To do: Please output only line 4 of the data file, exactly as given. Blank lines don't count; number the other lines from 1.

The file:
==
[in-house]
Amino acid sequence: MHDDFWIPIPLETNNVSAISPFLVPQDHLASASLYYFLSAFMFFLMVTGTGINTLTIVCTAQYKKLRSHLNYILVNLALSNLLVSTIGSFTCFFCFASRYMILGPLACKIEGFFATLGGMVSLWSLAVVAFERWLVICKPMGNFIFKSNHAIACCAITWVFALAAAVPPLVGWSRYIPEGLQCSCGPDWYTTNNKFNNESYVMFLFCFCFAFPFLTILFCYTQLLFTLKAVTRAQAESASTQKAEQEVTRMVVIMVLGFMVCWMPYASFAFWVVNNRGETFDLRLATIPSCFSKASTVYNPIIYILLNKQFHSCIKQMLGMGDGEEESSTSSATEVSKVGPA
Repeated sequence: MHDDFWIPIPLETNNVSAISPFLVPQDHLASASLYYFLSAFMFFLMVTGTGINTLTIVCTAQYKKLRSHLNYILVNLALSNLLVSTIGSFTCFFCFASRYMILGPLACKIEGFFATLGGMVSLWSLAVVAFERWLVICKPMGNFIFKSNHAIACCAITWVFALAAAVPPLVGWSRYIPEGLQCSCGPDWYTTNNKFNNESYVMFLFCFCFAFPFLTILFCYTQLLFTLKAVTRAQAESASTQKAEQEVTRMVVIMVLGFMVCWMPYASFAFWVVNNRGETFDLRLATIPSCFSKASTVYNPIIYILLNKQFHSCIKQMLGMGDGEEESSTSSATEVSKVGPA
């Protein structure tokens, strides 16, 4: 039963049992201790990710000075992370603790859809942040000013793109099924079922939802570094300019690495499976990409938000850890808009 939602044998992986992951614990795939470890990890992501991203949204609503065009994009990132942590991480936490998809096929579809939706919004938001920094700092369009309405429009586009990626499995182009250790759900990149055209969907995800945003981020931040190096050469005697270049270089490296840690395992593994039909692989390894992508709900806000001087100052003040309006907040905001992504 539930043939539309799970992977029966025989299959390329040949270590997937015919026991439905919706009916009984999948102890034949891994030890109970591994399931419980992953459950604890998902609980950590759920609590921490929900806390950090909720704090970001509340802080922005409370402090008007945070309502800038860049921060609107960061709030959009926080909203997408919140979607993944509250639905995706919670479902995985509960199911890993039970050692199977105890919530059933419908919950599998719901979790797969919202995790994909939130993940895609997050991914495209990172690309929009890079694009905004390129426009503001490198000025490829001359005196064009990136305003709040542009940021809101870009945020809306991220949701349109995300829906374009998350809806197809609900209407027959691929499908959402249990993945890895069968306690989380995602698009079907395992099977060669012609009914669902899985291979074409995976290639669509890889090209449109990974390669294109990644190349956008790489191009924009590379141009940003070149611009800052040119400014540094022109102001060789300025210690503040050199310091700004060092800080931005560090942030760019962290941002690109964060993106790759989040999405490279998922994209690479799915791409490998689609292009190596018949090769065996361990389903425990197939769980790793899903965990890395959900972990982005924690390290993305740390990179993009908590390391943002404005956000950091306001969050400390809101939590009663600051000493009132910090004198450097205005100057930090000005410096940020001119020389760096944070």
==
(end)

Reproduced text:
């Protein structure tokens, strides 16, 4: 039963049992201790990710000075992370603790859809942040000013793109099924079922939802570094300019690495499976990409938000850890808009 939602044998992986992951614990795939470890990890992501991203949204609503065009994009990132942590991480936490998809096929579809939706919004938001920094700092369009309405429009586009990626499995182009250790759900990149055209969907995800945003981020931040190096050469005697270049270089490296840690395992593994039909692989390894992508709900806000001087100052003040309006907040905001992504 539930043939539309799970992977029966025989299959390329040949270590997937015919026991439905919706009916009984999948102890034949891994030890109970591994399931419980992953459950604890998902609980950590759920609590921490929900806390950090909720704090970001509340802080922005409370402090008007945070309502800038860049921060609107960061709030959009926080909203997408919140979607993944509250639905995706919670479902995985509960199911890993039970050692199977105890919530059933419908919950599998719901979790797969919202995790994909939130993940895609997050991914495209990172690309929009890079694009905004390129426009503001490198000025490829001359005196064009990136305003709040542009940021809101870009945020809306991220949701349109995300829906374009998350809806197809609900209407027959691929499908959402249990993945890895069968306690989380995602698009079907395992099977060669012609009914669902899985291979074409995976290639669509890889090209449109990974390669294109990644190349956008790489191009924009590379141009940003070149611009800052040119400014540094022109102001060789300025210690503040050199310091700004060092800080931005560090942030760019962290941002690109964060993106790759989040999405490279998922994209690479799915791409490998689609292009190596018949090769065996361990389903425990197939769980790793899903965990890395959900972990982005924690390290993305740390990179993009908590390391943002404005956000950091306001969050400390809101939590009663600051000493009132910090004198450097205005100057930090000005410096940020001119020389760096944070």